Congo Mission Trumps Super Bowl
Roger Thorpe is certainly no stranger to the jet lag he’s been battling since his return trip from the Congo. In fact, after thirty years serving as a missionary to that country and making many trips back and forth, you could say he’s an expert—a term not altogether unfamiliar in reference to this 74-year-old member of North Park Covenant Church. A retired surgeon who prepared for a career in medical missions through time spent in the U. S. Air Force and North Park Theological Seminary, Roger and his wife, Eileen (Adell), were voted North Park Distinguished Alumni in 2001 in recognition of their achievements and contributions throughout their time in the Congo (then known as Zaire).
Despite years of experience and a laundry list of accolades, Roger’s most recent trip undoubtedly garnered more national media attention than any of his previous forays, due in no small part to the identity of two of his seven traveling companions, Kathy (Bowman) Holmgren and Calla Holmgren. Mike Holmgren, Kathy’s husband and Calla’s dad, was coaching the Seattle Seahawks in Super Bowl XL while Kathy and Calla were in Africa. This led to a flurry of stories covering the trip, both prior to and during their stay in the Congo. Now that they’ve returned and the coverage has subsided, however, the most important part of the story—the work this team did to impact lives in the Congo—remains to be told.
During their three-week trip, the team spent its days seeing patients and performing surgeries, and their nights delivering and/or translating lectures for Congolese medical personnel. They came face-to-face with the medical challenges confronting the Congo, including malaria and AIDS. They did their best to minister to some of the many orphans and widows created by the recent conflicts in this war-torn nation.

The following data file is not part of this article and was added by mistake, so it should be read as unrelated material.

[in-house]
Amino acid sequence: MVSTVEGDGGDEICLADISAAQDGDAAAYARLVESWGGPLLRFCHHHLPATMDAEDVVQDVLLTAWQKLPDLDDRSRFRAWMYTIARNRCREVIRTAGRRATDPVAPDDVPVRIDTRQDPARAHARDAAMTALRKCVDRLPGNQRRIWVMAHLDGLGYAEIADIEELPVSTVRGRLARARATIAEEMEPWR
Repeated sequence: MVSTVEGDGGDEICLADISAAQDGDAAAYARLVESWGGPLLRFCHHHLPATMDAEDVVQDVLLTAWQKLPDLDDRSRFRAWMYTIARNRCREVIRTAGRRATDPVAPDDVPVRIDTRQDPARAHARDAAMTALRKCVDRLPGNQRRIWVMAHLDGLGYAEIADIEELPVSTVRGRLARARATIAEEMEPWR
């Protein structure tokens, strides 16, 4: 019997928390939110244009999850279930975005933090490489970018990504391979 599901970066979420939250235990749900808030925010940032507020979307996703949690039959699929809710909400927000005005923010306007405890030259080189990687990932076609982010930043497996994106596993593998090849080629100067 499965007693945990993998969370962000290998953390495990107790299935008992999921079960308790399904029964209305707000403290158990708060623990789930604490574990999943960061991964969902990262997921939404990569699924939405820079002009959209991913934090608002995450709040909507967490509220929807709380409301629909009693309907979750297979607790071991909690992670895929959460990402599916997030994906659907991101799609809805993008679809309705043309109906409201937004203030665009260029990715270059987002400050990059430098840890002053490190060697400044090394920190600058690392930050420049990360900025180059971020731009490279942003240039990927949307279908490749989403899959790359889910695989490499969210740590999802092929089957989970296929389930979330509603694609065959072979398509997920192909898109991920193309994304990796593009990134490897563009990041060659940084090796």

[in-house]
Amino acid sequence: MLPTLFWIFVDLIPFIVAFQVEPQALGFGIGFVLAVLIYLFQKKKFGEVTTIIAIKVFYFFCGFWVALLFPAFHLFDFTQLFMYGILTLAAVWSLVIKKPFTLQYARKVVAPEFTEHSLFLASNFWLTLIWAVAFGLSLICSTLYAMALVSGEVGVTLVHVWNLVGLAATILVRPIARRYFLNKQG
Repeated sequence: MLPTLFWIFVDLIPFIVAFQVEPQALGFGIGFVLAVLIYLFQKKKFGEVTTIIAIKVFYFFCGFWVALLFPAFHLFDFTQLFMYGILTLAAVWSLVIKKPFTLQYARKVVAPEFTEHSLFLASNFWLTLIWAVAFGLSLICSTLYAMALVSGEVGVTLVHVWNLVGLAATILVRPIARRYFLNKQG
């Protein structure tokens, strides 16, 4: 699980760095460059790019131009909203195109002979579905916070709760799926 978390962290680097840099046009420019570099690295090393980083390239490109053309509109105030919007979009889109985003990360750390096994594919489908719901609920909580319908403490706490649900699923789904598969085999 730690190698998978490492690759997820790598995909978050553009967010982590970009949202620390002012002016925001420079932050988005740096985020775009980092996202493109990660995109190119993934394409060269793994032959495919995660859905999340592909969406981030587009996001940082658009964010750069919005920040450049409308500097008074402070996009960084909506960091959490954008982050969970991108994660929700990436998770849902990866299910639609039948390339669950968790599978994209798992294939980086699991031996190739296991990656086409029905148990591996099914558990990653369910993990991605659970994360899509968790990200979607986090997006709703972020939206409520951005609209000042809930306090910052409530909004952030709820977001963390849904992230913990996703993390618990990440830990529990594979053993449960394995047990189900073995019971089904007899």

“The team adapted so well to some really tough situations,” remarked Dr. Thorpe—including a lack of running water. Water was supplied by a 55-gallon drum filled continually from a nearby spring. In addition to the unfamiliar living situation, the group faced medical challenges not very common in this country—bone infections, tumors of the face, and various side effects of past fractures not properly treated. Roger recounted one specific surgery in which he assisted Calla in removing a cyst the size of a cantaloupe from a middle-aged woman’s abdomen. In reflecting on his fellow healer, he commented, “She’s a plucky gal!”
Reflecting on his time in the Congo—thirty years as a full-time missionary and recent short-term trips—Roger said: “having the real strong feeling that this is where God wants you has been invaluable for motivation and inspiration.” Their example accomplished the same purpose for those who watched Roger, Kathy, Calla, and the rest of their team follow God’s call to the Congo.